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Hit parade

October 18, 2009

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Karachi and its seaside are like a profound Ghalib couplet they have their individual identity, but together they forge a formidable existence. Both have all but become one. The city, like its sea, is an unfathomable ocean that contains many treasures - undiscovered or lost.

In the second decade of the 20th century, Karachi was a quaint little town. There was no hubbub associated with modern-day metropolises. However, those who ran the city constantly tried to develop means and ways to come up with recreational opportunities for citizens.

The sea was always there, but there wasn't exactly a vantage point for Karachiites to view the harbour from. It was perhaps in 1917 when a plan was chalked out by the then Karachi Municipality's chief engineer, Measham Lea, and his associates. They thought it would be a good idea to build a promenade and terrace from where people could not only have a clearer look of the choppy waters or receding waves for that matter, but also relax and unwind.

Now here comes the interesting part. Imagine in this day and age if someone from a civic department gets in touch with a person whose property is located where the municipality wants to construct a recreational spot for city dwellers how would s/he react? Chances are the official will be snubbed. Reason being it takes a person with a heart of gold, like Jehangir Kothari, to acknowledge the worth of such a project in immaterial terms.

Jehangir Kothari's palatial residence existed where the municipality wanted to construct a promenade. Upon hearing the concept, Mr Kothari gifted his precious piece of land (approx 12,000 square yards) for the purpose and donated a hefty amount to the project. The authorities were overwhelmed by the gesture, and as a result named the promenade The Jehangir Kothari Parade.

The parade, designed by H.B. Hoare, and built between 1919 and 1921, is a single-storey rectangular pavilion. A five-arched structure clearly indicates it doesn't adhere to the 21st century architectural sensibility. Jodhpur stone is used in the carved balustrading of the pathway that extends, or once extended, to the pier. Gizri stone is also used in the making of the pavilion.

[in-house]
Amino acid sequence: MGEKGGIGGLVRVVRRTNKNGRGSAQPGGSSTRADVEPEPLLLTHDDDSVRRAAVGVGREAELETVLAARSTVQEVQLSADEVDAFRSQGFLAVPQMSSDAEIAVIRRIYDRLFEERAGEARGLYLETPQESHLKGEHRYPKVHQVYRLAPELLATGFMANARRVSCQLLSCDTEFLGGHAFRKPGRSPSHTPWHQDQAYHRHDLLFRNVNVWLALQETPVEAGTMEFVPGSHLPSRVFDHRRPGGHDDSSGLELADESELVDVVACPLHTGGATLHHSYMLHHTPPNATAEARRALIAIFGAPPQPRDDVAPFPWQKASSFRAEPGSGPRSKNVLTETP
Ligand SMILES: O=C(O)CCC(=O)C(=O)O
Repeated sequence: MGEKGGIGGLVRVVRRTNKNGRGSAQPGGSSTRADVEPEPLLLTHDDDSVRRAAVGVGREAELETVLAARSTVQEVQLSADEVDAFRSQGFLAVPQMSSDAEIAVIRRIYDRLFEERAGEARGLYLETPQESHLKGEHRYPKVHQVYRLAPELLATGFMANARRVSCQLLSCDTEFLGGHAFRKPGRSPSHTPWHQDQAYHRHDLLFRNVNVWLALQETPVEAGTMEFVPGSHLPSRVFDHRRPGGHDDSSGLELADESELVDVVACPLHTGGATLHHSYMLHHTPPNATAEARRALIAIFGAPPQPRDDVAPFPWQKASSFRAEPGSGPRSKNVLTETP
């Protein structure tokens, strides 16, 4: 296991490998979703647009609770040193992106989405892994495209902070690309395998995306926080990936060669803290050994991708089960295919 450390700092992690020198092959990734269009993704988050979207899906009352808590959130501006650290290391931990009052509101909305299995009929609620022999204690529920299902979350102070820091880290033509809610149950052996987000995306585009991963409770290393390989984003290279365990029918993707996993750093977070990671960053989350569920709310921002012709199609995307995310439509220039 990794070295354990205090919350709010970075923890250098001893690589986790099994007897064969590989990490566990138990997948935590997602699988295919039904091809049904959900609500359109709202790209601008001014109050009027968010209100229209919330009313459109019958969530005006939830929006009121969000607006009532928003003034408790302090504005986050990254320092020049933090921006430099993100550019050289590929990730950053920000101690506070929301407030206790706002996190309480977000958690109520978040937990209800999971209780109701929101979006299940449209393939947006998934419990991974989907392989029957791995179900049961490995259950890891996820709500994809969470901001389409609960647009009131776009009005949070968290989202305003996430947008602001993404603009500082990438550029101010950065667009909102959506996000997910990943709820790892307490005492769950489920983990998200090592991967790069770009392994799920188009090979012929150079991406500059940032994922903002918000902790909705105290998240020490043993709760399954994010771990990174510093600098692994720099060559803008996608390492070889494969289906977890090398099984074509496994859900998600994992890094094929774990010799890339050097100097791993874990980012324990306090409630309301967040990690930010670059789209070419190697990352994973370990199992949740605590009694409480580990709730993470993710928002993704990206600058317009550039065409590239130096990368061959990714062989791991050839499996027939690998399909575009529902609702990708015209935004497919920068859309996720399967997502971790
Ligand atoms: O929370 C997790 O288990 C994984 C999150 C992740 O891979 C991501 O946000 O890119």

Even if you are a frequent visitor to the place, you won't dispute that it's a sight for sore eyes. From here you can enjoy nature's munificence no end. The great expanse of the Bagh-i-Ibn-i-Qasim (formerly Rupchand Bilaram Park), the gusty wind, the whiff of seawater and yes, even the apartment buildings that have sprung up in big numbers of late... all take you away from the cosmopolitan potpourri that Karachi has turned into.

Among this historical group of monuments, there is a bandstand that is as prominent as any other site in the Clifton area. A Parsi philanthropist Kavasji Katrak's generosity made its construction possible. It was the last one of this bunch of stone structures to be built. Its marked feature is the impressive, unmissable cupola, and its four corners of the podium are highlighted by good-looking pillars.

No less important is Lady Lloyd Pier. If you begin walking on it, you'll notice a plaque on its left side that reads “Lady Lloyd Pier. Inspired by Her Excellency the Hon Lady Lloyd this promenade was constructed at a cost of Rs300,000 and donated to the public of Karachi by Jehangir Kothari, OBE, to whose generosity and public spirit this gift is due.”

Lady Lloyd was the better half of the Governor of Bombay, George Ambrose Lloyd. According to a historical account, when Lady Lloyd first visited the seaside, she was enchanted by its picturesque quality. She wanted to stroll all the way to the sea. Hence...

It'd be interesting to mention that George Ambrose Lloyd's main activities as governor were to reclaim land for housing in the Back Bay area of Bombay and build the Sukkur Barrage. Both schemes were funded by loans raised in India, and not in England. Lloyd completed his term as governor in 1922.

What now? It's 2009, the first decade of the 21st century. How's Mr Kothari and Mr Katrak's gesture being reciprocated?

Architect Noman Ahmed says “Owing to maintenance issues Lady Lloyd Pier's foundation pedestals are weakening by the day. If you don't take proper care of the stonework, it will lose its original position and start to displace. There have been instances in which salt content of water damaged the stone that's used in the construction of these beautiful monuments. My understanding is that not sufficient attention is being given to these important structures.

“Another issue pertains to vandalism. People who visit the Jehangir Kothari Parade tend to treat it roughly. They use the parade as if they're in a playground. Consequently, you see damaged balustrading and chipped walls. Also, when some of them use the walkway they don't realise its significance. There are people who think the place is a spittoon. It's a sorry state,” says Noman Ahmed.

It is indeed. No wonder we don't produce gems like Mr Kothari anymore.

mohammad.salman@dawn.com